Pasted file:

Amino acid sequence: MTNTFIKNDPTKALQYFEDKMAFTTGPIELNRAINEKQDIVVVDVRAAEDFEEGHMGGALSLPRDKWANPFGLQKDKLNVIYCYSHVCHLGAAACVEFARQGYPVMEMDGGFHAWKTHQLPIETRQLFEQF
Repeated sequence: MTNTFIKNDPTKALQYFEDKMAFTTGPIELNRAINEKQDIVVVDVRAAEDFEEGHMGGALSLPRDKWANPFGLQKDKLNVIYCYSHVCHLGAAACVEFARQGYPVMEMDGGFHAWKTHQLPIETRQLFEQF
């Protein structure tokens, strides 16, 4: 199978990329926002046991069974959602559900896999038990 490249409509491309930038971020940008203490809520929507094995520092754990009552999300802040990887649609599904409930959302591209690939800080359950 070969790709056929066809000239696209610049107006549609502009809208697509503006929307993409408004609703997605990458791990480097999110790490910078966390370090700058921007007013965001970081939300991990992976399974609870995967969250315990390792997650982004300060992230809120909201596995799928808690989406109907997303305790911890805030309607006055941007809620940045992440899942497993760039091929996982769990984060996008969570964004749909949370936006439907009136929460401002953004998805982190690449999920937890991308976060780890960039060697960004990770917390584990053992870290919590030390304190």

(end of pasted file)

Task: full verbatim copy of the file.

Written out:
Amino acid sequence: MTNTFIKNDPTKALQYFEDKMAFTTGPIELNRAINEKQDIVVVDVRAAEDFEEGHMGGALSLPRDKWANPFGLQKDKLNVIYCYSHVCHLGAAACVEFARQGYPVMEMDGGFHAWKTHQLPIETRQLFEQF
Repeated sequence: MTNTFIKNDPTKALQYFEDKMAFTTGPIELNRAINEKQDIVVVDVRAAEDFEEGHMGGALSLPRDKWANPFGLQKDKLNVIYCYSHVCHLGAAACVEFARQGYPVMEMDGGFHAWKTHQLPIETRQLFEQF
């Protein structure tokens, strides 16, 4: 199978990329926002046991069974959602559900896999038990 490249409509491309930038971020940008203490809520929507094995520092754990009552999300802040990887649609599904409930959302591209690939800080359950 070969790709056929066809000239696209610049107006549609502009809208697509503006929307993409408004609703997605990458791990480097999110790490910078966390370090700058921007007013965001970081939300991990992976399974609870995967969250315990390792997650982004300060992230809120909201596995799928808690989406109907997303305790911890805030309607006055941007809620940045992440899942497993760039091929996982769990984060996008969570964004749909949370936006439907009136929460401002953004998805982190690449999920937890991308976060780890960039060697960004990770917390584990053992870290919590030390304190």